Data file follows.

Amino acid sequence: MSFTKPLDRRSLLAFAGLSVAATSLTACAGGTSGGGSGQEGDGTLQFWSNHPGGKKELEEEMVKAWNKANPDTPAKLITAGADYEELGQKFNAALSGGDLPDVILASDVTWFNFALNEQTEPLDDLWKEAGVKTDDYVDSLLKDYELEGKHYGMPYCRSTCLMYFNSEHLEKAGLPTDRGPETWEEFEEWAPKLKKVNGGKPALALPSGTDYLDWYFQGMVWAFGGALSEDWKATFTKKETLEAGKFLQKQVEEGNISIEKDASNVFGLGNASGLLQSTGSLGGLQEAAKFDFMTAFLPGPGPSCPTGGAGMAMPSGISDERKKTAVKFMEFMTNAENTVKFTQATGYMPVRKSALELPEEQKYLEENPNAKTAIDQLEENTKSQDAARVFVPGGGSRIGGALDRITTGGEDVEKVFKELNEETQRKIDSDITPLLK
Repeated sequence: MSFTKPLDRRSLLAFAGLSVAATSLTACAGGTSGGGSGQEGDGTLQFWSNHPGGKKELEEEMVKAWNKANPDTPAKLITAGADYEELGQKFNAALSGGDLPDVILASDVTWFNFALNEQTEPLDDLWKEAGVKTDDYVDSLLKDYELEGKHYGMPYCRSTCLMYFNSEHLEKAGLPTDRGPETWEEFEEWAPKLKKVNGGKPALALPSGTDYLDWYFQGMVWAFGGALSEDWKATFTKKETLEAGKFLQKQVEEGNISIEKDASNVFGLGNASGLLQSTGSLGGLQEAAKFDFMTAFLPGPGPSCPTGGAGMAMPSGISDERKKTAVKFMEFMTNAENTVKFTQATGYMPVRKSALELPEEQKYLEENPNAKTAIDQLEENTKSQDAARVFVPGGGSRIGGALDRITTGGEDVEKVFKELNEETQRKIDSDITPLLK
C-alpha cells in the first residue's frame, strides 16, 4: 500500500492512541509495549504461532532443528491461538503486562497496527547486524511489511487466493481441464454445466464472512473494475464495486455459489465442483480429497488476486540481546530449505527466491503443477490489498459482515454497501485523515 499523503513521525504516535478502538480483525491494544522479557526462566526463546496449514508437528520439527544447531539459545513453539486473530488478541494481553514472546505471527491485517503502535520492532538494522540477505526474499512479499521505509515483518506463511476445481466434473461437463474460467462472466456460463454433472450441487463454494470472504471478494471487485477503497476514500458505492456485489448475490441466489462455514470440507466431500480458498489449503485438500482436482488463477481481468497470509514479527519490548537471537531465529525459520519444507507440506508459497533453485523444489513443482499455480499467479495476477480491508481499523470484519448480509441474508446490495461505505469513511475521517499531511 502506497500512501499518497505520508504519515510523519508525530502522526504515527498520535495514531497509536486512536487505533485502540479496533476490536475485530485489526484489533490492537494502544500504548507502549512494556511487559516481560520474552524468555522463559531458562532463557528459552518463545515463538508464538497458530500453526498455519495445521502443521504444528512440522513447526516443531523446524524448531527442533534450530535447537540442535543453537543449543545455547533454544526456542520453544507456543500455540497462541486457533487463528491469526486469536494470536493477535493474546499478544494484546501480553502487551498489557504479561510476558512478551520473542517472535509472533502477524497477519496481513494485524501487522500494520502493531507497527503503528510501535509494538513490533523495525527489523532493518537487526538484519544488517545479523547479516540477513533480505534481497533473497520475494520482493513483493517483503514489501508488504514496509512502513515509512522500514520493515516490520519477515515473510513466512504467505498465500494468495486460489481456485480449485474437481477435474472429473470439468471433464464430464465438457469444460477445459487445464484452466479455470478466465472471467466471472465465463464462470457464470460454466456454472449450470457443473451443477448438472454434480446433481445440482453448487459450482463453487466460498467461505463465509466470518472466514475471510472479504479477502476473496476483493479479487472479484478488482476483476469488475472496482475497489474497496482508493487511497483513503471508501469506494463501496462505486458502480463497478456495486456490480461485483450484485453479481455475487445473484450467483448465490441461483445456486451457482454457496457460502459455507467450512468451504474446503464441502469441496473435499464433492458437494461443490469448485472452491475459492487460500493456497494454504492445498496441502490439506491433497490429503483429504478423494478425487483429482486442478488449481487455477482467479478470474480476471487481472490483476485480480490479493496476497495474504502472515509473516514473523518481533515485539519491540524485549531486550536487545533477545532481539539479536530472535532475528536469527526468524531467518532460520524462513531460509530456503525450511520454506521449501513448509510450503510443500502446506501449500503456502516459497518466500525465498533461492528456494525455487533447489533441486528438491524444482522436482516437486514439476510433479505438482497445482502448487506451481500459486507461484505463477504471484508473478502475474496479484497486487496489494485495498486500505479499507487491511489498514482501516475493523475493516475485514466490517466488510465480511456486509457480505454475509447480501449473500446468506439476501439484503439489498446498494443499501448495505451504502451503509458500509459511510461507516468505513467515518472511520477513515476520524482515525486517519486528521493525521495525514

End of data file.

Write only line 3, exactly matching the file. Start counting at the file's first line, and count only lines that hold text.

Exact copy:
C-alpha cells in the first residue's frame, strides 16, 4: 500500500492512541509495549504461532532443528491461538503486562497496527547486524511489511487466493481441464454445466464472512473494475464495486455459489465442483480429497488476486540481546530449505527466491503443477490489498459482515454497501485523515 499523503513521525504516535478502538480483525491494544522479557526462566526463546496449514508437528520439527544447531539459545513453539486473530488478541494481553514472546505471527491485517503502535520492532538494522540477505526474499512479499521505509515483518506463511476445481466434473461437463474460467462472466456460463454433472450441487463454494470472504471478494471487485477503497476514500458505492456485489448475490441466489462455514470440507466431500480458498489449503485438500482436482488463477481481468497470509514479527519490548537471537531465529525459520519444507507440506508459497533453485523444489513443482499455480499467479495476477480491508481499523470484519448480509441474508446490495461505505469513511475521517499531511 502506497500512501499518497505520508504519515510523519508525530502522526504515527498520535495514531497509536486512536487505533485502540479496533476490536475485530485489526484489533490492537494502544500504548507502549512494556511487559516481560520474552524468555522463559531458562532463557528459552518463545515463538508464538497458530500453526498455519495445521502443521504444528512440522513447526516443531523446524524448531527442533534450530535447537540442535543453537543449543545455547533454544526456542520453544507456543500455540497462541486457533487463528491469526486469536494470536493477535493474546499478544494484546501480553502487551498489557504479561510476558512478551520473542517472535509472533502477524497477519496481513494485524501487522500494520502493531507497527503503528510501535509494538513490533523495525527489523532493518537487526538484519544488517545479523547479516540477513533480505534481497533473497520475494520482493513483493517483503514489501508488504514496509512502513515509512522500514520493515516490520519477515515473510513466512504467505498465500494468495486460489481456485480449485474437481477435474472429473470439468471433464464430464465438457469444460477445459487445464484452466479455470478466465472471467466471472465465463464462470457464470460454466456454472449450470457443473451443477448438472454434480446433481445440482453448487459450482463453487466460498467461505463465509466470518472466514475471510472479504479477502476473496476483493479479487472479484478488482476483476469488475472496482475497489474497496482508493487511497483513503471508501469506494463501496462505486458502480463497478456495486456490480461485483450484485453479481455475487445473484450467483448465490441461483445456486451457482454457496457460502459455507467450512468451504474446503464441502469441496473435499464433492458437494461443490469448485472452491475459492487460500493456497494454504492445498496441502490439506491433497490429503483429504478423494478425487483429482486442478488449481487455477482467479478470474480476471487481472490483476485480480490479493496476497495474504502472515509473516514473523518481533515485539519491540524485549531486550536487545533477545532481539539479536530472535532475528536469527526468524531467518532460520524462513531460509530456503525450511520454506521449501513448509510450503510443500502446506501449500503456502516459497518466500525465498533461492528456494525455487533447489533441486528438491524444482522436482516437486514439476510433479505438482497445482502448487506451481500459486507461484505463477504471484508473478502475474496479484497486487496489494485495498486500505479499507487491511489498514482501516475493523475493516475485514466490517466488510465480511456486509457480505454475509447480501449473500446468506439476501439484503439489498446498494443499501448495505451504502451503509458500509459511510461507516468505513467515518472511520477513515476520524482515525486517519486528521493525521495525514